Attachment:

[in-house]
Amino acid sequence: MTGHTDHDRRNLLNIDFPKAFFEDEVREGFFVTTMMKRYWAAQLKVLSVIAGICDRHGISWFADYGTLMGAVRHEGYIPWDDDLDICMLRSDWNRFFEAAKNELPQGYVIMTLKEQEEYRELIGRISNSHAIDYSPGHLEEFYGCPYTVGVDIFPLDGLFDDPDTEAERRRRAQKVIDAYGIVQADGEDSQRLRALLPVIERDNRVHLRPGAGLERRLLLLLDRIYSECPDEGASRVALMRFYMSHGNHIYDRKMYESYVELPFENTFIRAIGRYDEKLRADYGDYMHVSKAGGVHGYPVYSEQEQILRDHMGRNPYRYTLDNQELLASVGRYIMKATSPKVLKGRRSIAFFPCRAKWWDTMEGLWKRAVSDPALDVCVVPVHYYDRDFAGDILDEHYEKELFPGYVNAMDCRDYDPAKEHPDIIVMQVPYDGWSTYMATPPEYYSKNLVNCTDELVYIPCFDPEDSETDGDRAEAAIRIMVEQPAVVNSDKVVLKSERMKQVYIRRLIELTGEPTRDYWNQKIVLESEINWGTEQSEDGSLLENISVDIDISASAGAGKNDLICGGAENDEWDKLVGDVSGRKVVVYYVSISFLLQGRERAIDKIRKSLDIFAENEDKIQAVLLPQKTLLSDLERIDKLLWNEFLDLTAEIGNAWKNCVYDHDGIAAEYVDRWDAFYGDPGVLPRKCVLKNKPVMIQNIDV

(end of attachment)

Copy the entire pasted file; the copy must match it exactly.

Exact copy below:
[in-house]
Amino acid sequence: MTGHTDHDRRNLLNIDFPKAFFEDEVREGFFVTTMMKRYWAAQLKVLSVIAGICDRHGISWFADYGTLMGAVRHEGYIPWDDDLDICMLRSDWNRFFEAAKNELPQGYVIMTLKEQEEYRELIGRISNSHAIDYSPGHLEEFYGCPYTVGVDIFPLDGLFDDPDTEAERRRRAQKVIDAYGIVQADGEDSQRLRALLPVIERDNRVHLRPGAGLERRLLLLLDRIYSECPDEGASRVALMRFYMSHGNHIYDRKMYESYVELPFENTFIRAIGRYDEKLRADYGDYMHVSKAGGVHGYPVYSEQEQILRDHMGRNPYRYTLDNQELLASVGRYIMKATSPKVLKGRRSIAFFPCRAKWWDTMEGLWKRAVSDPALDVCVVPVHYYDRDFAGDILDEHYEKELFPGYVNAMDCRDYDPAKEHPDIIVMQVPYDGWSTYMATPPEYYSKNLVNCTDELVYIPCFDPEDSETDGDRAEAAIRIMVEQPAVVNSDKVVLKSERMKQVYIRRLIELTGEPTRDYWNQKIVLESEINWGTEQSEDGSLLENISVDIDISASAGAGKNDLICGGAENDEWDKLVGDVSGRKVVVYYVSISFLLQGRERAIDKIRKSLDIFAENEDKIQAVLLPQKTLLSDLERIDKLLWNEFLDLTAEIGNAWKNCVYDHDGIAAEYVDRWDAFYGDPGVLPRKCVLKNKPVMIQNIDV